The Golden Shower - Cassia fistula is a deciduous tree that reaches heights of 65 feet on average.  It grows in a single erect form with branching at the ground with ascending branches.  It was originally introduced from Southeast Asia and is cultivated in warmer climates and naturalized very sparingly in Florida.  There are three species of Cassia that are reported to occur in Florida but none are considered to be naturalized, they include The Pink Shower (Cassia grandis), African Pipe Cassia (Cassia afrofistula) and Pink Shower/Apple Blossom (Cassia javanica).  The Genus Cassia once included many more plants that have since been divided into three different genera, Cassia, Chamaecristaand Senna.  Cassia are a member of the Fabaceae (Bean/Pea Family) which is made up of 730 genera and over 19,000 species, it is the third largest plant family in the world outnumbered only by the Asteraceae (Sunflower) and Orchiaceae (Orchid) families.
Image Citation: Forest and Kim Starr, Starr Environmental, Bugwood.org
The Golden Shower is easily identified by the combination of evenly compounded leaves, large leaflets and very showy yellow flowers.  The bark is grey and smooth, becoming more rough and dark with age.  The leaves are alternate, pinnate and divided into an even number of leaflets.  The flowers are bisexual, 3-6 cm in diameter, with 5 petals that are pale or bright yellow.  The flowers occur in Spring to Summer.  The fruit is narrow, cylindrical, lustrous, dark brown legumes that are 30-60 cm long.  The fruit matures in Summer to Fall.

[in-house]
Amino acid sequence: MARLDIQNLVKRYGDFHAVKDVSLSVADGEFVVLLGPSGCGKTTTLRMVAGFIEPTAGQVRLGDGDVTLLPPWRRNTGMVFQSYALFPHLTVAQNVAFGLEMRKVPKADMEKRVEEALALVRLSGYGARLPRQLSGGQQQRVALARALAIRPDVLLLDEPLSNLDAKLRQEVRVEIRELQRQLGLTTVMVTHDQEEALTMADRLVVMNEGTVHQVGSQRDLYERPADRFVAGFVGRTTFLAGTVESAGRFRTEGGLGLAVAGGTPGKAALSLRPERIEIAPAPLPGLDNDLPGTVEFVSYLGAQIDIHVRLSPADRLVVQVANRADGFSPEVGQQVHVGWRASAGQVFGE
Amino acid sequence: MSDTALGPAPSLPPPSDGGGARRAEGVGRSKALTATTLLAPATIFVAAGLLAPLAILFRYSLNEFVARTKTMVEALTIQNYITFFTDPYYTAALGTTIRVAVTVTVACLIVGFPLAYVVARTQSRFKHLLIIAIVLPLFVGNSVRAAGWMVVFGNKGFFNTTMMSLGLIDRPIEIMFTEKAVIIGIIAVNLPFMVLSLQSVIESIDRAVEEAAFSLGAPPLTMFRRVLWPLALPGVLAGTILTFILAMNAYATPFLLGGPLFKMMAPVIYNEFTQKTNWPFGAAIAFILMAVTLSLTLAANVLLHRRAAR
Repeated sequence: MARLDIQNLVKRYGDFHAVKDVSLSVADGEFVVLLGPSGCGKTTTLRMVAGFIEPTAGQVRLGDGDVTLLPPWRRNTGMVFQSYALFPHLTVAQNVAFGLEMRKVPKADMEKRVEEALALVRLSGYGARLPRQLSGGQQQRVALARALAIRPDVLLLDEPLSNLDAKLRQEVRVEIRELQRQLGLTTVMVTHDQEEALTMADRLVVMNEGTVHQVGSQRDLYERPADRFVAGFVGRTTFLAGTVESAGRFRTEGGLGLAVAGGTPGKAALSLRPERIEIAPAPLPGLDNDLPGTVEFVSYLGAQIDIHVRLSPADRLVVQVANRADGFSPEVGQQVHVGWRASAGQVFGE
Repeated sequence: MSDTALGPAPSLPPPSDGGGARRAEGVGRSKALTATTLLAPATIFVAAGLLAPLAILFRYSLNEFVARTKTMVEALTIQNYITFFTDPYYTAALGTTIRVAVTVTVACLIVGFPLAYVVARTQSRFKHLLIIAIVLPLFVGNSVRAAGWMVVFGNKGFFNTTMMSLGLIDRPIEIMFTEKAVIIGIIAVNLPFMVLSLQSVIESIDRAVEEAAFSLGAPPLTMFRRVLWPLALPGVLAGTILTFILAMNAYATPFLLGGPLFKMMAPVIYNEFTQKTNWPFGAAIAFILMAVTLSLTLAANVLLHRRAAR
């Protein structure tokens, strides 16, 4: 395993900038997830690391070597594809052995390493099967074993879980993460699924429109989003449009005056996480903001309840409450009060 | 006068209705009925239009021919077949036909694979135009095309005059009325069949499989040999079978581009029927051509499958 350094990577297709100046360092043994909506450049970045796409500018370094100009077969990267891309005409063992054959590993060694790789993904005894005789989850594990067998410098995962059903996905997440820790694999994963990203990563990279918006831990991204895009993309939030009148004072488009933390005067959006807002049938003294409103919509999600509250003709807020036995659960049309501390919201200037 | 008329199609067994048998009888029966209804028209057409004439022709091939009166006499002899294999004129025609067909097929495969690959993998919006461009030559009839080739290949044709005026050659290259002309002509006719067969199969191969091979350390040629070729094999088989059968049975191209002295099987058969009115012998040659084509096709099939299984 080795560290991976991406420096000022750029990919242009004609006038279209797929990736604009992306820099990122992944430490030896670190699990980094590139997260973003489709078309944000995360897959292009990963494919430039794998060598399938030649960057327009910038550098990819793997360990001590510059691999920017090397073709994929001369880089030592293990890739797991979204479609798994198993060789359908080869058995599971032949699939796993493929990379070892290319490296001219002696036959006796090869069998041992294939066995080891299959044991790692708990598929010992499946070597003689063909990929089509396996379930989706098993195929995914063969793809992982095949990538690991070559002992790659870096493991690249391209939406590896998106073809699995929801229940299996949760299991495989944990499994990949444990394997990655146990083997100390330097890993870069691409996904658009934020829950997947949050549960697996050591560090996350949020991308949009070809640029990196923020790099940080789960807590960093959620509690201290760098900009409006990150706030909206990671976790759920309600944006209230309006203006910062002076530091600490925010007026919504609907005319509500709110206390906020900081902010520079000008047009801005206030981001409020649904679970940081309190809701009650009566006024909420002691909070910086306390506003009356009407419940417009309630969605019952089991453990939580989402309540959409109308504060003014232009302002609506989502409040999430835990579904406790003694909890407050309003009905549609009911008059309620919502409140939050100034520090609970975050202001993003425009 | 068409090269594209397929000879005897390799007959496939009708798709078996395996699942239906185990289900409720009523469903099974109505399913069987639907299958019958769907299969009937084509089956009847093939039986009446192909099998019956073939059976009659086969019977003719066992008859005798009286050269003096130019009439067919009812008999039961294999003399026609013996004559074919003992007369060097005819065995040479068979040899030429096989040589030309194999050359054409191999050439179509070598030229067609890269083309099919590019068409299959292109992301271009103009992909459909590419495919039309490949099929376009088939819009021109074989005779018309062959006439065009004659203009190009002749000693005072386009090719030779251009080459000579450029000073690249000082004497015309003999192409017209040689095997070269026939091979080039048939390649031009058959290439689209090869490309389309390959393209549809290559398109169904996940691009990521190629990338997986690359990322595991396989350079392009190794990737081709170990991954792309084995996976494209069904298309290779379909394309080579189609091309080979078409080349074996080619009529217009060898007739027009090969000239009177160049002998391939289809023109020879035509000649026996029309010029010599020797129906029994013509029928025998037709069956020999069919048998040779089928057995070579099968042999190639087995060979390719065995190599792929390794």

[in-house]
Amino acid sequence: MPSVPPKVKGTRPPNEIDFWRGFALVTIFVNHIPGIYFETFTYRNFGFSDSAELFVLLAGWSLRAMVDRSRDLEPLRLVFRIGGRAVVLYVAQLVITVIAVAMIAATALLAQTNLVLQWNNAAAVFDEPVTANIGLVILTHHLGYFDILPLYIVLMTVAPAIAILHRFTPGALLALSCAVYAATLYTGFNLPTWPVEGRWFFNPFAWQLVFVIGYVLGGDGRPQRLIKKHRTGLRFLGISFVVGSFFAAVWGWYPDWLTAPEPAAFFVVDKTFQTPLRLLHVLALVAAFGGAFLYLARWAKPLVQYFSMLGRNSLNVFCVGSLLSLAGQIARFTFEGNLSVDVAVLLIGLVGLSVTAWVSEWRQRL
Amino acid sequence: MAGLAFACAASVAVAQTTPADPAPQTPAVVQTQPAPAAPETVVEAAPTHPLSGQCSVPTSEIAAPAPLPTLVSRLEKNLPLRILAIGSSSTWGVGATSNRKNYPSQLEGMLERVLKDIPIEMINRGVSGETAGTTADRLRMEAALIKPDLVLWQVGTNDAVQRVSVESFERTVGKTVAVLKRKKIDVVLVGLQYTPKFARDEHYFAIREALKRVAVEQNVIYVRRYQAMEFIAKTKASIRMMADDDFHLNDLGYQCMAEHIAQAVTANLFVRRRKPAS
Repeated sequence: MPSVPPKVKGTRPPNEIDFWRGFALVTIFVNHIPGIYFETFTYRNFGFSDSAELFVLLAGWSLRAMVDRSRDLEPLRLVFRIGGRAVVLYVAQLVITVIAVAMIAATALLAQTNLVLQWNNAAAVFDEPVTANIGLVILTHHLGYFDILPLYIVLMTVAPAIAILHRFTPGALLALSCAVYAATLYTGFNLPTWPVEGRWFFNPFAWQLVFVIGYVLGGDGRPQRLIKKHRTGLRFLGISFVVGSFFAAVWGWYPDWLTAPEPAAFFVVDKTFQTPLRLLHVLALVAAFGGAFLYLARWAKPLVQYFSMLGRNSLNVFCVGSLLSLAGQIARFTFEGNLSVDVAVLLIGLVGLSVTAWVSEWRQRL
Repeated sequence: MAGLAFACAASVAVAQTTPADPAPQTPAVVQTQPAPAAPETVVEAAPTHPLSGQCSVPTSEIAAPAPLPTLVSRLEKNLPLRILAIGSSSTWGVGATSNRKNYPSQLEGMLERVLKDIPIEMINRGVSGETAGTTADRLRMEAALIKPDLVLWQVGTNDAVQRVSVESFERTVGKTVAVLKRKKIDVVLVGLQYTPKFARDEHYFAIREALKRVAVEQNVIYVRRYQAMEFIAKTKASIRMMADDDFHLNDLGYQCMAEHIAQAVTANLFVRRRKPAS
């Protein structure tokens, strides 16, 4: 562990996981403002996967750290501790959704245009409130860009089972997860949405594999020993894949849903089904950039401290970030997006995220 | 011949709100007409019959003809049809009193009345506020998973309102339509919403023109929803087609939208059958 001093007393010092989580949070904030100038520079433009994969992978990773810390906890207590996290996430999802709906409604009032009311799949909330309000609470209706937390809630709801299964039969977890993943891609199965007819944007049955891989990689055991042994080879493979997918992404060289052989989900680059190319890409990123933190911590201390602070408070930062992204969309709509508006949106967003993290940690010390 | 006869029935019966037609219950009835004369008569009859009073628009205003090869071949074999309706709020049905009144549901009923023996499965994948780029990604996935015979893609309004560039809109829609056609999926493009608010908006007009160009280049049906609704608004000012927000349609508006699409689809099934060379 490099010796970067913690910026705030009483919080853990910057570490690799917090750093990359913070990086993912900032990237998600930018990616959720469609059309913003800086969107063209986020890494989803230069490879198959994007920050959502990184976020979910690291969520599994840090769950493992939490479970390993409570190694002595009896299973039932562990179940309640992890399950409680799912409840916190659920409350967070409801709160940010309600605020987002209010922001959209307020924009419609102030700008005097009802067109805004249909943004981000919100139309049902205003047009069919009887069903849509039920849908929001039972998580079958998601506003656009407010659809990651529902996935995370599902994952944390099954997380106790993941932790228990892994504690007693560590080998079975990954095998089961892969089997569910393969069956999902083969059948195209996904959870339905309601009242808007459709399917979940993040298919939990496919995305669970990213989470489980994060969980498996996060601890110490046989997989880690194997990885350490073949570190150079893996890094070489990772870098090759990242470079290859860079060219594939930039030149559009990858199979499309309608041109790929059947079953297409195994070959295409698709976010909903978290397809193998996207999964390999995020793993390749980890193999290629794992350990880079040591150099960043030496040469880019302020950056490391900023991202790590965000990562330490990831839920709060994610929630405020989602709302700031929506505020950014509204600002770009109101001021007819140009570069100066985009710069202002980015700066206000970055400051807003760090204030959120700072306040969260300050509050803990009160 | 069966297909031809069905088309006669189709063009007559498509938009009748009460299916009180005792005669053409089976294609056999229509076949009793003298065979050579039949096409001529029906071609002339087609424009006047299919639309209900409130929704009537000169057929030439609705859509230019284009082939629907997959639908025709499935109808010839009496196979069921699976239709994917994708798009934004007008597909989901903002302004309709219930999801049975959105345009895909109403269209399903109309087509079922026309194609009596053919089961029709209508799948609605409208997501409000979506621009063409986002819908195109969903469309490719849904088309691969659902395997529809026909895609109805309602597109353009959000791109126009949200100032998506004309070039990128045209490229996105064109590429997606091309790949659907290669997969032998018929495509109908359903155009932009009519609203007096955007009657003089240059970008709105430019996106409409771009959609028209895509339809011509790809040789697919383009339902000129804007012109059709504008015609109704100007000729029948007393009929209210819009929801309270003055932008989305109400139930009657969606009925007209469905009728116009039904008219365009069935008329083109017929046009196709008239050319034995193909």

Image Citation: Forest and Kim Starr, Starr Environmental, Bugwood.org

Tuesday, May 17, 2016

The Bigleaf Magnolia (Magnolia macrophylla)

The Bigleaf Magnolia (Magnolia macrophylla) is most easily recognized by it's very large leaves, flowers and cone like fruit.  It is a deciduous tree that can reach heights of up to 60 feet.  The Bigleaf Magnolia has a single erect trunk with a pyramidal shaped crown and spreading branches.  It is native to moist, rich woodlands and slopes from Louisiana to Georgia in the south and Southern Indiana to West Virginia in the North.  This species is also cultivated outside of it's native range for ornamental purposes.  The Ashe's Magnolia is similar in appearance but the native ranges do not overlap.  

The bark of the Bigleaf Magnolia is pale grey or yellow-brown, smooth or lightly bumpy with inconspicuous plates.  The leaves are bourne in whorl like clusters that occur near the branch tips.  They are simple obvate to broadly elliptical, wider around the middle.  The upper surface is dark green and hairless while the lower is surface is white chalky and hairy.  The flowers are fragrant, showy, creamy white in color, with a purple blotch at the base.  The fruit is a cone like aggregate of folicles that are round or slightly egg shaped, red when aged and splitting to reveal orange-red seeds that are 10-12 mm long.  The fruit matures in late summer.